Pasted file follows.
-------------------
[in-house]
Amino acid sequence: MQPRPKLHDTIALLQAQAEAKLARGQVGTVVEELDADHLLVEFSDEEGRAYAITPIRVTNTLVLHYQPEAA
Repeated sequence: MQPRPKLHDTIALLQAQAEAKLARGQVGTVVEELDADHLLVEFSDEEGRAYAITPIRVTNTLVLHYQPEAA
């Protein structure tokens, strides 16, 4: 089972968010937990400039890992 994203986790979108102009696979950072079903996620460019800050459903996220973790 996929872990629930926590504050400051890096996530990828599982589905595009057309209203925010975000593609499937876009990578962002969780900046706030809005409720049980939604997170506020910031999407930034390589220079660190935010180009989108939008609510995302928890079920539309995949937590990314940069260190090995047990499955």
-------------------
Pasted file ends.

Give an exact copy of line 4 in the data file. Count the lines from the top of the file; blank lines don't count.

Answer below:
């Protein structure tokens, strides 16, 4: 089972968010937990400039890992 994203986790979108102009696979950072079903996620460019800050459903996220973790 996929872990629930926590504050400051890096996530990828599982589905595009057309209203925010975000593609499937876009990578962002969780900046706030809005409720049980939604997170506020910031999407930034390589220079660190935010180009989108939008609510995302928890079920539309995949937590990314940069260190090995047990499955």